Learning the Handling of the Computer – The Computer License

At the Kindergarten Botzeknööfe in the town of Kürten, Germany, the children can get a computer license. Two kindergarten teachers in this facility of three groups are in charge of this programme. In workshops with two or three children the participants learn:

    • how to bring up and shut down the computer,
    • how to open and close windows,
    • the names of the different devices, peripherals and basic components like laptop, monitor, mouse, mousepad, keyboard, arrow keys …
    • the starting of a game,
    • navigation in the game.

At the end of the course every participant has to show that he can do all this, then he is entitled to hold the computer license and may from then on use the computer on his own.

However, there is a time limit. A kitchen alarm clock is set to half an hour. When it rings they have to quit. Sometimes there is such a run that a list is laid out in the morning where everybody has to sign up for his time on the computer. Then it is one after the other.

Oftentimes the alarm rings in the middle of a game. Then it is a matter of negotiation. If a child asks “Can I just finish playing this?”, it may be lucky – or not. Because the next child in line might answer: “No, it’s my turn now.”

What are the benefits of Computers in Kindergarten?

1. A Computer without internet access
is better than no computer at all. An offline computer can be used

    • as a platform for computer games and educational programs on CD-ROMs
    • as a typewriter
    • as a design tool
    • as a make-shift cinema when connected to a projector and
    • for teaching the very bright and interested children early elementary steps of programming.

If the computer does not have a built-in CD/DVD drive, it is advisable to purchase an external drive so that you can also use the programme CD-ROMs mentioned (read-only, non-recordable CDs).

2. A Computer with internet access
is obviously even better, as it can also be used

    • as a platform for games and educational programs that are available on the internet at no charge and
    • as a search engine (encyclopaedia).

Which of these possibilities a kindergarten makes use of depends on the computer proficiency of the staff (or the pedagogically talented parents). Once more, their own enthusiasm in concert with some expertise are the best foundation on which to utilise these things to the children’s benefit.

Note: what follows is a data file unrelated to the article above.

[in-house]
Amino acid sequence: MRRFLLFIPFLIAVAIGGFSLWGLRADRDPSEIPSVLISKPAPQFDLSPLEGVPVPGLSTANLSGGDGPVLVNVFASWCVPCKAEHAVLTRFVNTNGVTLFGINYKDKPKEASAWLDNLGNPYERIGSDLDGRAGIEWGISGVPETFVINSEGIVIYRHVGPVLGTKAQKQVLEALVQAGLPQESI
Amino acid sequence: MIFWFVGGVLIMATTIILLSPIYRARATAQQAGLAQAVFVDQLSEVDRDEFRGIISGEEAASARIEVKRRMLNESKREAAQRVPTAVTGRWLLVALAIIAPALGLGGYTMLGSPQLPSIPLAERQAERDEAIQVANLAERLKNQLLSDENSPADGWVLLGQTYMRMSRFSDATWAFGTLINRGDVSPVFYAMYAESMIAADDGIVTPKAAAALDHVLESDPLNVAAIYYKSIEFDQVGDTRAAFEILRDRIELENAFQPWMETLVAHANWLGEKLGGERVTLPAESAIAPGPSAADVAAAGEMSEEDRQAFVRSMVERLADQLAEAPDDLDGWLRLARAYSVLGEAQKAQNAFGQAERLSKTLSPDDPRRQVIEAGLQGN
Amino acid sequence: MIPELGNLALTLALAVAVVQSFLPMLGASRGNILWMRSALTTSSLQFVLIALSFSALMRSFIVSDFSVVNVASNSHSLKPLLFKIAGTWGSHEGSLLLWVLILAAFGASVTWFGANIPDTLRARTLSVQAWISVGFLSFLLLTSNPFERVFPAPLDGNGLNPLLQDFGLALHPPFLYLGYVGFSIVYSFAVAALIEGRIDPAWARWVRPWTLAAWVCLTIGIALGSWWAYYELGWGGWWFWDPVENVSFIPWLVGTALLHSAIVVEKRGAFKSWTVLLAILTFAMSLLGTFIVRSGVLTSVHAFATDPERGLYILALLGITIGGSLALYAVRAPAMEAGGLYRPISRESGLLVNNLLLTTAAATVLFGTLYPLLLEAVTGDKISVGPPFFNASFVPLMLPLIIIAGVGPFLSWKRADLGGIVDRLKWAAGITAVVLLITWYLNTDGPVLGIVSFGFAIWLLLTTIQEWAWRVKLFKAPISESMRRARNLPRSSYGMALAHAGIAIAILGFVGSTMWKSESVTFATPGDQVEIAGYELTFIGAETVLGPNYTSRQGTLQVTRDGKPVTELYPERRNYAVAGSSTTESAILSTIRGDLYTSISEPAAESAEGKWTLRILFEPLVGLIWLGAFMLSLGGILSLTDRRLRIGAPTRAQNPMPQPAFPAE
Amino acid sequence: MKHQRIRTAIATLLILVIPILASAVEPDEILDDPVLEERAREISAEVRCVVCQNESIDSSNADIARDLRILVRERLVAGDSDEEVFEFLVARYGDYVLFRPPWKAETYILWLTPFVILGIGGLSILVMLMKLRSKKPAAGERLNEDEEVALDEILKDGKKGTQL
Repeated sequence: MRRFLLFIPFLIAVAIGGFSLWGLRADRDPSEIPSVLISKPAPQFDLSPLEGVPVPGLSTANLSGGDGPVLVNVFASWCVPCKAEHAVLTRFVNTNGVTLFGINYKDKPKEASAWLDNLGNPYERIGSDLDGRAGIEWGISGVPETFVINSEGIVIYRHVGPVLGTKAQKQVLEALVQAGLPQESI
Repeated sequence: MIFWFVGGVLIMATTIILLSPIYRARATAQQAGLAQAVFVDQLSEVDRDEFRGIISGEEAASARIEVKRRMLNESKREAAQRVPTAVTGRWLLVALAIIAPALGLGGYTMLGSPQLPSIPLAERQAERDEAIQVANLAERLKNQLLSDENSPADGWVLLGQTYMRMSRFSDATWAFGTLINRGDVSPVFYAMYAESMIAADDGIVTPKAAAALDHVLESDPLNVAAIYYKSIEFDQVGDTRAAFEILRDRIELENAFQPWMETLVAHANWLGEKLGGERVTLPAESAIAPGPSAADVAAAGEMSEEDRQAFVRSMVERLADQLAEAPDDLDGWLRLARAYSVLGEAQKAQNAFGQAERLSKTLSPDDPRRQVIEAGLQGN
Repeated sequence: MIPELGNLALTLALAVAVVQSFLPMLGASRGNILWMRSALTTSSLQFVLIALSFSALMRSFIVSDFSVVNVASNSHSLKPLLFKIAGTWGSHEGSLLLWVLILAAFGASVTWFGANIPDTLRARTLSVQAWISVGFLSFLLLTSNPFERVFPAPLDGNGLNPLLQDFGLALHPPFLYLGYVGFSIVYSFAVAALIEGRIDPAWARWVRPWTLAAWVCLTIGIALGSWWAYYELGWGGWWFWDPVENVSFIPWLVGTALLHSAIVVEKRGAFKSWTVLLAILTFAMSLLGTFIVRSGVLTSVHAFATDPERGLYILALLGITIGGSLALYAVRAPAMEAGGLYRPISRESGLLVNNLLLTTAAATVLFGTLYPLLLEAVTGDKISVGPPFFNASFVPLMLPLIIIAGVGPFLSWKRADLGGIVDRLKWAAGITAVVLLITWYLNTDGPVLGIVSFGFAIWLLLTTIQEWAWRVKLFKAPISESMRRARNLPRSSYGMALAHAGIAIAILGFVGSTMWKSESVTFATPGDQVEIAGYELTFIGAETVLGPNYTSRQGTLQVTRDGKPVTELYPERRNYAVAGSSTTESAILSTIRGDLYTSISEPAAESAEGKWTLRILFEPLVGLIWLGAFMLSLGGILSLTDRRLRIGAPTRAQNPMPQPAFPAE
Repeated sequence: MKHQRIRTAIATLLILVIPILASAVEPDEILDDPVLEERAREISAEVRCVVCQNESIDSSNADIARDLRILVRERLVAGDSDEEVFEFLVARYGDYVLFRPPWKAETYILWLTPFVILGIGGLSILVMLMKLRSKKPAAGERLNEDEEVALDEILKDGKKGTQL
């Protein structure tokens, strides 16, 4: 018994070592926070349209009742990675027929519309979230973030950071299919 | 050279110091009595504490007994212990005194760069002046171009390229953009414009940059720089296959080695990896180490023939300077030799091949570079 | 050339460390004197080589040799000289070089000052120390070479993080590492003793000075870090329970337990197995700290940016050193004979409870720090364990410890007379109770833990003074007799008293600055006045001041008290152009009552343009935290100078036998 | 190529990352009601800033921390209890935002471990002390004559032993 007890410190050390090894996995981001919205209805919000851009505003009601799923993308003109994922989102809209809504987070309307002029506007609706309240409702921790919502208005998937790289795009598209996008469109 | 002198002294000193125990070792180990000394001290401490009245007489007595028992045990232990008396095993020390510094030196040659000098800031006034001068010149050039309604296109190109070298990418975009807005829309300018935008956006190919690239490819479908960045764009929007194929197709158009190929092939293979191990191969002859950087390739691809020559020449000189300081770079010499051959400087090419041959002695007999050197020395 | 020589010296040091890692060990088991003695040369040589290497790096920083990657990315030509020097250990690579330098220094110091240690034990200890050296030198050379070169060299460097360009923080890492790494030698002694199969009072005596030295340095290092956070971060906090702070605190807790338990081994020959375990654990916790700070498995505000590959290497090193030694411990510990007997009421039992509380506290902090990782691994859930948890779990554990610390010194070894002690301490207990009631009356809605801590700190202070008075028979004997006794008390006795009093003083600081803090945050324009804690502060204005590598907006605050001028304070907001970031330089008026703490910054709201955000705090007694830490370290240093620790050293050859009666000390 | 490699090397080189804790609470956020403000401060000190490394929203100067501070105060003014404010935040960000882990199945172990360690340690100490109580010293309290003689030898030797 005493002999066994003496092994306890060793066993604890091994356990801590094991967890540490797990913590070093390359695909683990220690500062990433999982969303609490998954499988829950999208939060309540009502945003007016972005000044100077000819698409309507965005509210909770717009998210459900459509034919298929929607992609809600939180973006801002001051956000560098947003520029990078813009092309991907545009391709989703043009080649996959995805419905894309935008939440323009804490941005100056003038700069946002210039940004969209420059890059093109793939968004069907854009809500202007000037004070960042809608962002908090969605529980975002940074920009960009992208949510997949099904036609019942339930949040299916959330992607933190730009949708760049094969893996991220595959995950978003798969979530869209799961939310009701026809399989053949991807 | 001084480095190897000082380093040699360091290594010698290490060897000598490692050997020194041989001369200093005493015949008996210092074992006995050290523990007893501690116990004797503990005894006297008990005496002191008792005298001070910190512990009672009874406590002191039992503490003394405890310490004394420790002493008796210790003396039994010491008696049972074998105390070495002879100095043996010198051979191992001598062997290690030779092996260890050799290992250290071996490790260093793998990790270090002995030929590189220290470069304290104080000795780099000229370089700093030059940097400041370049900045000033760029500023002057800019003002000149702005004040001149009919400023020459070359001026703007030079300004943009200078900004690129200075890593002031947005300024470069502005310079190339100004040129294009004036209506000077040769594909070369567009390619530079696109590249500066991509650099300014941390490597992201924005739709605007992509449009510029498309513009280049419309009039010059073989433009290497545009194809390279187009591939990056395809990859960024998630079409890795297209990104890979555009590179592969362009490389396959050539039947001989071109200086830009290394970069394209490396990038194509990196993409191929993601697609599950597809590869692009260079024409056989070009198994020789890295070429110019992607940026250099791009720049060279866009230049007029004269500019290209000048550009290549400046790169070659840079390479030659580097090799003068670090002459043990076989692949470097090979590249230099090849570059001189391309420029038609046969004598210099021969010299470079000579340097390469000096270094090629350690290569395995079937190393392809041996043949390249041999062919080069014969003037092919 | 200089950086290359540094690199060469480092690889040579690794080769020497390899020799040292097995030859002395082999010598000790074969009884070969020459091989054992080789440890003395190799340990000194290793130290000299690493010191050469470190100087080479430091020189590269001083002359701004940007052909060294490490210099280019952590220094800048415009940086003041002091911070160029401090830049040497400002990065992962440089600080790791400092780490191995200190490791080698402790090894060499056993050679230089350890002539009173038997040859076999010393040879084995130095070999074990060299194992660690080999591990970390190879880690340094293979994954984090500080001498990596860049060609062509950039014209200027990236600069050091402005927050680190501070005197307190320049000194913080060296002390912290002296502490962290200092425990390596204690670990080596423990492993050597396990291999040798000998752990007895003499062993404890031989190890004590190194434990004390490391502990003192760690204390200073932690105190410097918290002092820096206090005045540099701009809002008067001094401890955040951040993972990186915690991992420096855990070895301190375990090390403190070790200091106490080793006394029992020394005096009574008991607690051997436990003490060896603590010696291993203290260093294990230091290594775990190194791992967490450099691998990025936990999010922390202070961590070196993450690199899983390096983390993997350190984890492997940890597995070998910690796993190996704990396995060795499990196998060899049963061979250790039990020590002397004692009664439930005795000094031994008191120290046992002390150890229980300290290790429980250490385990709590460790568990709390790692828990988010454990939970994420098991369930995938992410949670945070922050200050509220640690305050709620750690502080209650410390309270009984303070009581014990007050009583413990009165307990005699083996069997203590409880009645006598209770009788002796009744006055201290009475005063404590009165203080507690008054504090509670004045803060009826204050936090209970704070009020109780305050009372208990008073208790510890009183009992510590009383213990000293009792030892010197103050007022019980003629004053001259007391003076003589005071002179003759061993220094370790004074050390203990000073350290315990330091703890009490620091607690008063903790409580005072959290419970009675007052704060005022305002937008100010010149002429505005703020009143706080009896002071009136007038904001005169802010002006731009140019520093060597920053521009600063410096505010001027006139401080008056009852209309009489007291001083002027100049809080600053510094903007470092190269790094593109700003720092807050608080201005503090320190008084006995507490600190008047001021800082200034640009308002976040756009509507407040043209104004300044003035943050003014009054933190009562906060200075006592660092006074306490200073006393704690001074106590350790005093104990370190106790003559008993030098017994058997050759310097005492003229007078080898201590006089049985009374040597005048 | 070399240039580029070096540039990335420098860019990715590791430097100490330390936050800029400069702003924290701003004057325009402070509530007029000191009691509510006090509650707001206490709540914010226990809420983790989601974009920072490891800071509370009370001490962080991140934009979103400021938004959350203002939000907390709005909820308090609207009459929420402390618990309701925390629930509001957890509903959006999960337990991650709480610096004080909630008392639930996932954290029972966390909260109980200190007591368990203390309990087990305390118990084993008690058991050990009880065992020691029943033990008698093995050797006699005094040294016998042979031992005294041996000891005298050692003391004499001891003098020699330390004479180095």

Machine for computer games and learning programmes stored on CD-ROM

The children quickly learn to call up certain games and play alone or with several.

In view of the rapid development on this market, it makes little sense to go into individual games and media here. With the help of appropriate catalogues and overviews, but also through advice from more experienced users – often the children themselves – many possibilities can be used. More and more children have their own media at home, which they like to present in the day care centre.

The Typewriter

If the computer has no internet access, there should at least be a word processing application installed on it, and if there is not, one should be acquired. As an alternative some freeware (for example LibreOffice Writer) can be downloaded. In order to really use the computer as a typewriter a printer should be part of the setup, so that the children can look at the results of their efforts on paper and take the printouts home.

One might consider to check whether the child knows how to write all letters legibly before letting it use the computer as a typewriter. Making that manual skill a requirement could be an incentive for some children to practise their handwriting. However, other children whose fine motor skills are not yet fully developed but who are quite able to distinguish the phonemes of a word and identify all letters might be thwarted and discouraged unnecessarily. As always, the individual case must be considered.

The Creative Machine

Creating texts, editing images or drawing freely on the computer – these can be appealing if the kindergarten teacher is somewhat proficient herself and manages to convey her own enthusiasm to the children.